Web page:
An Index of Patriotic Consumption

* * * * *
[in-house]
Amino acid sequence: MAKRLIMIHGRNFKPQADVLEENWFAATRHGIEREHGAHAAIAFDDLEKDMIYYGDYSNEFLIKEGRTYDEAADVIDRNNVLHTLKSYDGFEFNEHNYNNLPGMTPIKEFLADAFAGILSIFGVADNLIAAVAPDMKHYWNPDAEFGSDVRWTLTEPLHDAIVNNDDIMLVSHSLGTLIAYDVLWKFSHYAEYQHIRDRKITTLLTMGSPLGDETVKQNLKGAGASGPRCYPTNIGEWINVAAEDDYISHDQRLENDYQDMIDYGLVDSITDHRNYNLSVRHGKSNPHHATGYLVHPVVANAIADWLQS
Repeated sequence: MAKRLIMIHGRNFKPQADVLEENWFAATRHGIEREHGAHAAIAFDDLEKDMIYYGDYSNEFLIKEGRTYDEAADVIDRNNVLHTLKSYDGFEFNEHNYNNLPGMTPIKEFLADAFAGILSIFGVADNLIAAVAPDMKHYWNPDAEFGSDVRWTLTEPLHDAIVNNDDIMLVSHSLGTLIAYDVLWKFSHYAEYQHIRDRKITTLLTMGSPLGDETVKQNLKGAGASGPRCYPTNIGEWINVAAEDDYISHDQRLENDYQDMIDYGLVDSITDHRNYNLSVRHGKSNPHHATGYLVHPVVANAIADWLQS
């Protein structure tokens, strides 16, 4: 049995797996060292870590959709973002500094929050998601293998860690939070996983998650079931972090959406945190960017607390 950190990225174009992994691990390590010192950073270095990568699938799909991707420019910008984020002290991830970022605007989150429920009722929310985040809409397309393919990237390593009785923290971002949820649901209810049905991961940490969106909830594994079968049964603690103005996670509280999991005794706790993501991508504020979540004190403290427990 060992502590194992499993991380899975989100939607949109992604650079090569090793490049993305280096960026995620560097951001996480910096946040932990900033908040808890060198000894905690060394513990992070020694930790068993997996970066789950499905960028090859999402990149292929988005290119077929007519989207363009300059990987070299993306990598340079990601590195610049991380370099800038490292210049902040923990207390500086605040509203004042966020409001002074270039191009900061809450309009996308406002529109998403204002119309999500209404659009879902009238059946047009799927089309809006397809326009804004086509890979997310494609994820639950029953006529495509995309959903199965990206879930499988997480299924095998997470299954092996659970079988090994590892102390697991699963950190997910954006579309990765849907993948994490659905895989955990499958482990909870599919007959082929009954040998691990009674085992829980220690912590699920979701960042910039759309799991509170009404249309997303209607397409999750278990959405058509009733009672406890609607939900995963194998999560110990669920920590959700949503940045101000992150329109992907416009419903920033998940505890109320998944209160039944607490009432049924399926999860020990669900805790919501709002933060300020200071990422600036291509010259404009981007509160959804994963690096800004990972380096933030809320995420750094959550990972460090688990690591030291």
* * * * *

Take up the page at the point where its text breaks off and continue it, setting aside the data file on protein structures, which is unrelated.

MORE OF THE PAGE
Having spent the past 10 years in the Army, my 21st birthday in Iraq, and several other overseas assignments, has undoubtedly shaped the way I interpret war, veterans, and patriotism. Exploring objects and events at the peripheral of war can describe a less discernible national identity and foreign policy. Examining what the average American watches, reads, eats, buys, and “Likes,” can reveal how American patriotism materializes on the sides of beer cans at NFL games. This historical period, when rhetoric, facts, and statistics are vague or flat out false has created an urgency to define how history and current events are perceived through images. Images disassociate from their original meaning and begin to represent something new. I am interested in the commodification, consumption, and representation of patriotism in advertising, media, culture, and religion, often over-lapping in video games, TV shows, and sporting events. As a photographer, I am both an observer and creator. My work utilizes the medium of photography to document, archive, catalog, flatten, enlarge, and scrutinize these objects in greater descriptive detail. The specificity of photography allows me to use the aesthetics of the press and advertising industries to oscillate between art as fiction and documentary as fact, while contributing to the existing visual vocabulary of military iconography.